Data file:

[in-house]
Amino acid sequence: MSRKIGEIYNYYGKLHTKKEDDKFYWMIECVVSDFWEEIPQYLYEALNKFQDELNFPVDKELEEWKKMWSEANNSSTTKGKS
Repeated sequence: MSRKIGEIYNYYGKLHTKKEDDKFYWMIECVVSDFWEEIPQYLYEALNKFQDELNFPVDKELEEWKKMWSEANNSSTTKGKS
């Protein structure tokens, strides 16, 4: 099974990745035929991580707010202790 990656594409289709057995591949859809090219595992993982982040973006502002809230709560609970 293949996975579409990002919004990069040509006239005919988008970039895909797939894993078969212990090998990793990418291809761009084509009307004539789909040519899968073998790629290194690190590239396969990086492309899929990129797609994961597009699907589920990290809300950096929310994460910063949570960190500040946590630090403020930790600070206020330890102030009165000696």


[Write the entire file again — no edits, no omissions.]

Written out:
[in-house]
Amino acid sequence: MSRKIGEIYNYYGKLHTKKEDDKFYWMIECVVSDFWEEIPQYLYEALNKFQDELNFPVDKELEEWKKMWSEANNSSTTKGKS
Repeated sequence: MSRKIGEIYNYYGKLHTKKEDDKFYWMIECVVSDFWEEIPQYLYEALNKFQDELNFPVDKELEEWKKMWSEANNSSTTKGKS
């Protein structure tokens, strides 16, 4: 099974990745035929991580707010202790 990656594409289709057995591949859809090219595992993982982040973006502002809230709560609970 293949996975579409990002919004990069040509006239005919988008970039895909797939894993078969212990090998990793990418291809761009084509009307004539789909040519899968073998790629290194690190590239396969990086492309899929990129797609994961597009699907589920990290809300950096929310994460910063949570960190500040946590630090403020930790600070206020330890102030009165000696």